Police seize video footage, mobile phones to remove all traces of repression
|Saturday, April 10,2010 19:57|
|By Bikya Masr Staff|
When police used violence to disperse a demonstration by about 100 people outside parliament on 6 April they also targeted journalists covering the event, one of several protests against a 29-year-old state of emergency that were held in the center of Cairo that day in response to a call by the 6 April Movement.
“The violence used by the police in an attempt to suppress any visual record of this demonstration was particularly disturbing,” Reporters Without Borders said. “Journalists were deliberately targeted by the security forces. This is utterly unacceptable. The authorities cannot continue to ignore the 6 April protests.”
The authorities are cracking down harder on democratic demands in the run-up to parliamentary elections scheduled for the end of this year and a presidential election next year.
The appeal to Egyptians to gather on Midan Al-Tahrir, in central Cairo, on 6 April had been issued several days earlier by the 6 April Movement, which is campaigning for a number of constitutional amendments and which gets its name from the date of democratic protests that were organized via Facebook in 2008.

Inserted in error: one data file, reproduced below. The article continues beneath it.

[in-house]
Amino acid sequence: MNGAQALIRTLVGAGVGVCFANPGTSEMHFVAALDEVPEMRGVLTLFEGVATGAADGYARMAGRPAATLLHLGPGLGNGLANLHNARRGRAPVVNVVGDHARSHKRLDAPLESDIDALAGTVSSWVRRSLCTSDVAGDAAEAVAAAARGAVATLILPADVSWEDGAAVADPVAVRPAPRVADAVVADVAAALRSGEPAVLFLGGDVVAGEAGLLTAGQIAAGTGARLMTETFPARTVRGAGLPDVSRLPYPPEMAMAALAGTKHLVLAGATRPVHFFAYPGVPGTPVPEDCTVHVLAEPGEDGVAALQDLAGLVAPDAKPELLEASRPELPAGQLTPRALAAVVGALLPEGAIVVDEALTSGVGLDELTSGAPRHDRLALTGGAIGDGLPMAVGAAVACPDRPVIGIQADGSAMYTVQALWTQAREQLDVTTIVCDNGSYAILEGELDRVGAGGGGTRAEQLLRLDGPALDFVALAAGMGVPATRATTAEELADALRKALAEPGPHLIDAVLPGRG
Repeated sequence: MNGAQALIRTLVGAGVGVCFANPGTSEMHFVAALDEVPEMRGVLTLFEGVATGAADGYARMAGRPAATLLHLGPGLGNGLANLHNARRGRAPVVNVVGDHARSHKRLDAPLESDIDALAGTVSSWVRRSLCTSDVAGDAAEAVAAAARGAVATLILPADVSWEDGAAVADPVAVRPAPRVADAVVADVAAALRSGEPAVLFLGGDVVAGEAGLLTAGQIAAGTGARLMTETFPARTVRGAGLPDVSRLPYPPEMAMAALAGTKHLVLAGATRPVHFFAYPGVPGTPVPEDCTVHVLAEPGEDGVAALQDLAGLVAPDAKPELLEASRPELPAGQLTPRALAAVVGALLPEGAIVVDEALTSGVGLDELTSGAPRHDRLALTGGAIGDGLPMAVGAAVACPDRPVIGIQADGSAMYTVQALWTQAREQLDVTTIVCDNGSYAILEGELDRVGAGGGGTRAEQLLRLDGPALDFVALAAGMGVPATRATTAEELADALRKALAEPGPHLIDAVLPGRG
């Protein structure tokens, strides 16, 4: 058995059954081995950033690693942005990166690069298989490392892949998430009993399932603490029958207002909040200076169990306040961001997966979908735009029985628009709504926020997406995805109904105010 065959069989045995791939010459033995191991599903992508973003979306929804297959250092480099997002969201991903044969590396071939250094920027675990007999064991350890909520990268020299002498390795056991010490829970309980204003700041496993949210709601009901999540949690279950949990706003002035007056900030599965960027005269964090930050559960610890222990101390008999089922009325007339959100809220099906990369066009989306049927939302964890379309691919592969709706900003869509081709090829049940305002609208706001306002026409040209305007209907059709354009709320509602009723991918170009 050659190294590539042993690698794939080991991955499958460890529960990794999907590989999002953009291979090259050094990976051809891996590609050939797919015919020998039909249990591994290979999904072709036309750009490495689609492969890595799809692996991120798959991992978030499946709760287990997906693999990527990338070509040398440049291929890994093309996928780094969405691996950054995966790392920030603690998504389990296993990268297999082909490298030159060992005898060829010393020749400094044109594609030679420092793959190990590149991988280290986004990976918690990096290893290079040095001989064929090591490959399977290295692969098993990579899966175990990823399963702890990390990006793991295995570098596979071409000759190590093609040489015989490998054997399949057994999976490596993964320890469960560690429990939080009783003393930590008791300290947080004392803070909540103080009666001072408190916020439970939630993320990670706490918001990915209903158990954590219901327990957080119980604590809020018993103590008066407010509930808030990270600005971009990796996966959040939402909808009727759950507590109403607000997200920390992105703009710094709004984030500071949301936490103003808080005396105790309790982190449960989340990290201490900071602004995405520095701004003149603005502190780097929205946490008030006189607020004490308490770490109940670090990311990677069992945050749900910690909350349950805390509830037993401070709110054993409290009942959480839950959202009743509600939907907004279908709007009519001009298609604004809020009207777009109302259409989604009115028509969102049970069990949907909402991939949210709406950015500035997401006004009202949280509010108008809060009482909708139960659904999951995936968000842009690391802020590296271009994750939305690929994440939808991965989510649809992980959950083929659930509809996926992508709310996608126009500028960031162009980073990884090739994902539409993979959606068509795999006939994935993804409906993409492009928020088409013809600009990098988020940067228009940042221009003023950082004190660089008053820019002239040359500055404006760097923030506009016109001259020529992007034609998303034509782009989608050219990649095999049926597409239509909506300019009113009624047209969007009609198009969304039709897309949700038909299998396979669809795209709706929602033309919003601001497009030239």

“When I arrived at the Tahrir at midday, I did not see any demonstrators, just security forces,” a journalist told Reporters Without Borders. “So I headed towards parliament, further up Avenue Qasr Al-Ayni. Outside the senate gates, a cordon of anti-riot police surrounded the demonstrators. Policemen in plain-clothes were passing through the cordon in order to extract the demonstrators and journalists by force.”
The police briefly arrested Hisham Omar Abdelhalim of the independent daily Al-Masri Al-Youm, an Al-Karama journalist and a freelance journalist, whose press card and video camera were confiscated. He recovered them half an hour later but the memory card had been removed.
Al Jazeera TV’s Cairo bureau chief, Hussein Abdel Ghani, told Agence France-Presse that his cameramen were searched and their video footage was confiscated. Many demonstrators said the mobile phones they had used to take photos or record video were also confiscated.
Egyptian and international NGOs said about 90 people were detained, including a journalist working for Egyptian Dream TV who was taken to one of the national security buildings in Madinet Nasr before being released.
Republished with permission frombikya masr